It is, actually, not nearly as important as other events that took place throughout the world the same day that were featured less prominently in Wednesday's edition.
Los Angeles is a sophisticated and complex metropolis; only a few of its millions of residents will ever have their lives affected by the presence of a professional football franchise here, and fewer still will ever attend a professional football game. So why the excitement?
Art Walsh, Altadena
To the editor: This is a dark day for Los Angeles.
I don't understand: If your mercurial lover left you for another and then 20 years later said, "Yeah, you can have me back, but only if you pay millions without any guarantees that I'll stay," what would you think?
And yet this is what those who want the NFL to return to Los Angeles are saying.
Stephen Burns, Los Angeles
To the editor: I was a Rams season-ticket holder when they were here before they left for St. Louis in 1995, and I'm happy to welcome them back — so long as they pay their own way in their return to Los Angeles and do not get money from taxpayers.
I didn't want the Chargers to come to Los Angeles. With their present owner, they will never win a Super Bowl. But with the Rams here, it would be OK to have another team that will always be a loser.
Robert Cole, Bellflower
To the editor: I offer my congratulations to Los Angeles for convincing Rams owner Stan Kroenke that he needed an increase in his already substantial net worth. Unless things improve on the field though, his multi-billion dollar palace will look great with 50,000 people dressed as empty seats on Sundays.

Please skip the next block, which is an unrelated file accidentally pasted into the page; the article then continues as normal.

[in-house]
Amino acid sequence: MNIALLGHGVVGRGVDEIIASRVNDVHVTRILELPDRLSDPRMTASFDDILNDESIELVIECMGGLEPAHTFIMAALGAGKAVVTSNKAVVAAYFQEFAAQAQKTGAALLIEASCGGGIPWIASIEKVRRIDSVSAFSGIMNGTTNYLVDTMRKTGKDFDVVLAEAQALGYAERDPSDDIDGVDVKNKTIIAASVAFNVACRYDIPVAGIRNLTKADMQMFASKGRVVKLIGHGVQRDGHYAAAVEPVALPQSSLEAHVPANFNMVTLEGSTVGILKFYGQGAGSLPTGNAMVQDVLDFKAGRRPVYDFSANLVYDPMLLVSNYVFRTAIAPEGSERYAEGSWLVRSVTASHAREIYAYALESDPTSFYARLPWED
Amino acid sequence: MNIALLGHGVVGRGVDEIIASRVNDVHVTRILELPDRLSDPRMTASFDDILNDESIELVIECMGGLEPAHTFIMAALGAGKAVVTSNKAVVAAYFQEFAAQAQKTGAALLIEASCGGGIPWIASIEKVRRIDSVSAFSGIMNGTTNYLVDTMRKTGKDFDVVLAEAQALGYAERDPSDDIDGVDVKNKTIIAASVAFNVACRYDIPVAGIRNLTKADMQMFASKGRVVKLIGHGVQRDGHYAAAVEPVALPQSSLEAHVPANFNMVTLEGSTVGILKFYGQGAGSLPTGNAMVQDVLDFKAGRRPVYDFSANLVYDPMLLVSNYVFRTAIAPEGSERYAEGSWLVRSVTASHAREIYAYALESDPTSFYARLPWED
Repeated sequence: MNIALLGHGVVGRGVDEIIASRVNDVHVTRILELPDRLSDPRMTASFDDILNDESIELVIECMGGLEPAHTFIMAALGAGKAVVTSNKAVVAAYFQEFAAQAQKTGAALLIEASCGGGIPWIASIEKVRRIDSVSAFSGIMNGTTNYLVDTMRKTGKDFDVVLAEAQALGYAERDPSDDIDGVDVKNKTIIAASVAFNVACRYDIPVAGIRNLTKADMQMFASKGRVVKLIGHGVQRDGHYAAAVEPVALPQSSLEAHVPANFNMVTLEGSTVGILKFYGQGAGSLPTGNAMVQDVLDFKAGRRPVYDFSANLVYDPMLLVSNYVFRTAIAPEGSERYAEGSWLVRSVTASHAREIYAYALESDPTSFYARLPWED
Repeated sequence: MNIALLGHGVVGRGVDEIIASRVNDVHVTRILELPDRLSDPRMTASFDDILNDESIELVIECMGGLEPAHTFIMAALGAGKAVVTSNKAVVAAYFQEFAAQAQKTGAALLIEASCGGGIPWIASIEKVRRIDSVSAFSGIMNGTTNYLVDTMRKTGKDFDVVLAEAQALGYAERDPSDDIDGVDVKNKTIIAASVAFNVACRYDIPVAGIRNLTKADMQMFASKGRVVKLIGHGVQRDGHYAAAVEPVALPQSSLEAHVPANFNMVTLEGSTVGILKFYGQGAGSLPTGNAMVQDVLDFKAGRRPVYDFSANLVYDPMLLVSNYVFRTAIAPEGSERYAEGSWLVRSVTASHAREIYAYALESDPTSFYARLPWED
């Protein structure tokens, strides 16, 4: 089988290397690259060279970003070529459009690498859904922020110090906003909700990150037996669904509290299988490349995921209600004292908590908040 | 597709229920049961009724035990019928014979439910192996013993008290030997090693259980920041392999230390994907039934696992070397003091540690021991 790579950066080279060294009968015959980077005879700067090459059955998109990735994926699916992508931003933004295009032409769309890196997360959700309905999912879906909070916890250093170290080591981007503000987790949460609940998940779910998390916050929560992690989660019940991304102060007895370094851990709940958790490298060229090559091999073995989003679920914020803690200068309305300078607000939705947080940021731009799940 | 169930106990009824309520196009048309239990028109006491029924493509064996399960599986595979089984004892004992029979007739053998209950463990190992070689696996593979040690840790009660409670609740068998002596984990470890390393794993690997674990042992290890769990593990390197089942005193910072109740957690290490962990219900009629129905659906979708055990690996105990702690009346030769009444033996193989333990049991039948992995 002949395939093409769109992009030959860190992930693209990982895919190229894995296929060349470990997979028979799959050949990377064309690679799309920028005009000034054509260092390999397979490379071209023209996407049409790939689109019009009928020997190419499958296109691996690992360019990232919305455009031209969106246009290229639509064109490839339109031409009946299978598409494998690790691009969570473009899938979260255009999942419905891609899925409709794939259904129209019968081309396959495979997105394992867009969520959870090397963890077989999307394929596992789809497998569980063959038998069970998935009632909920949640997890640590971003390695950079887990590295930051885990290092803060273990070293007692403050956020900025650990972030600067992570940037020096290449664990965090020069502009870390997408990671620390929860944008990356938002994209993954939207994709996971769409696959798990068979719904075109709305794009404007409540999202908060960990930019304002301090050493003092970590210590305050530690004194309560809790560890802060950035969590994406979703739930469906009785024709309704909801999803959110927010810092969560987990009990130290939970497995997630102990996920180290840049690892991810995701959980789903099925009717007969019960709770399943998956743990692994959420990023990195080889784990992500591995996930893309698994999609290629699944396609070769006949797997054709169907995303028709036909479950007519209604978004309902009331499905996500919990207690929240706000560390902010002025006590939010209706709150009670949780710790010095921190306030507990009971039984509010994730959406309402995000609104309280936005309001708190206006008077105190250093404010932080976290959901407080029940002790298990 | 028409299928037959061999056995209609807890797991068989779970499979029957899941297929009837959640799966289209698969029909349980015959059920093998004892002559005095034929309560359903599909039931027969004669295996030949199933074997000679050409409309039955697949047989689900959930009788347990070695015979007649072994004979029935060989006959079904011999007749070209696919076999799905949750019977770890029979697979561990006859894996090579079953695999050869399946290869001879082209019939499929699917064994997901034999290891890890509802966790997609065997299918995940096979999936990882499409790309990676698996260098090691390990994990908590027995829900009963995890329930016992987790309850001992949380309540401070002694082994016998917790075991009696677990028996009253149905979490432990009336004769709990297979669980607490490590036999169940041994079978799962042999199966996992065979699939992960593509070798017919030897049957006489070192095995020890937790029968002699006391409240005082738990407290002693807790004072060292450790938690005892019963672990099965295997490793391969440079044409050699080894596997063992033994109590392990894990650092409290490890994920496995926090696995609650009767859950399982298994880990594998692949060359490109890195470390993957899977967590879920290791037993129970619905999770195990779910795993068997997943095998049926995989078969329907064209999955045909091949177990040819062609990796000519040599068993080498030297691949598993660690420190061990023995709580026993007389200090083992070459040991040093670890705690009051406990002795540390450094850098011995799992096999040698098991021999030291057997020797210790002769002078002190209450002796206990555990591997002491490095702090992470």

Things will probably improve, since Kroenke needed to destroy his team's prospects here in the St. Louis market. Let's hope they do, because right now the Lakers look better than the Rams have.
One reminder: The Los Angeles Rams never won a Super Bowl. You may get our team, but the Greatest Show on Turf is ours forever.
Chris Perkins, Doe Run, Mo.
To the editor: At dinner recently, my friend and I were discussing who people revere as "gods" in the world. In Russia, he said, it's engineers; in America, it's doctors and athletes.
Wednesday's Times devoted most of the front page to the return of the Rams to L.A. Way down in the left corner, there was a tiny article on our president's State of the Union address.
Kind of says it all, doesn't it?
Ellen Butterfield, Studio City